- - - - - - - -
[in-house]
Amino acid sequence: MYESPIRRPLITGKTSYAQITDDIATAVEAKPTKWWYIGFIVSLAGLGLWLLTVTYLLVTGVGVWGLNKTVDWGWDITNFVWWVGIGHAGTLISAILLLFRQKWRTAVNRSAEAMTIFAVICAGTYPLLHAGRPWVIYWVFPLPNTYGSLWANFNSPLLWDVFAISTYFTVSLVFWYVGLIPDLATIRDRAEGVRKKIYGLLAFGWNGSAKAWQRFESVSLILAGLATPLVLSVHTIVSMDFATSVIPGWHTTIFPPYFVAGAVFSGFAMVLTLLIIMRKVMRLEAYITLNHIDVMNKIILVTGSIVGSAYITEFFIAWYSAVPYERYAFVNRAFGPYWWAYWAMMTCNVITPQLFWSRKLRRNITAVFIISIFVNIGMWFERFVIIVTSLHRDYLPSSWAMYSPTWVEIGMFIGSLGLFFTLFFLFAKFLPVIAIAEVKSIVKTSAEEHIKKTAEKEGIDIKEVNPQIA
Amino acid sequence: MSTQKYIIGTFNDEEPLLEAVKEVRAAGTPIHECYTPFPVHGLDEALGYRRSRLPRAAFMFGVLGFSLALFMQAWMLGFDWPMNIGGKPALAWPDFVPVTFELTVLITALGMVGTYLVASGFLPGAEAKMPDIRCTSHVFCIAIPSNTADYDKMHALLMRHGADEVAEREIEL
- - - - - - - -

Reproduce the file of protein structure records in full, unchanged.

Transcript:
[in-house]
Amino acid sequence: MYESPIRRPLITGKTSYAQITDDIATAVEAKPTKWWYIGFIVSLAGLGLWLLTVTYLLVTGVGVWGLNKTVDWGWDITNFVWWVGIGHAGTLISAILLLFRQKWRTAVNRSAEAMTIFAVICAGTYPLLHAGRPWVIYWVFPLPNTYGSLWANFNSPLLWDVFAISTYFTVSLVFWYVGLIPDLATIRDRAEGVRKKIYGLLAFGWNGSAKAWQRFESVSLILAGLATPLVLSVHTIVSMDFATSVIPGWHTTIFPPYFVAGAVFSGFAMVLTLLIIMRKVMRLEAYITLNHIDVMNKIILVTGSIVGSAYITEFFIAWYSAVPYERYAFVNRAFGPYWWAYWAMMTCNVITPQLFWSRKLRRNITAVFIISIFVNIGMWFERFVIIVTSLHRDYLPSSWAMYSPTWVEIGMFIGSLGLFFTLFFLFAKFLPVIAIAEVKSIVKTSAEEHIKKTAEKEGIDIKEVNPQIA
Amino acid sequence: MSTQKYIIGTFNDEEPLLEAVKEVRAAGTPIHECYTPFPVHGLDEALGYRRSRLPRAAFMFGVLGFSLALFMQAWMLGFDWPMNIGGKPALAWPDFVPVTFELTVLITALGMVGTYLVASGFLPGAEAKMPDIRCTSHVFCIAIPSNTADYDKMHALLMRHGADEVAEREIEL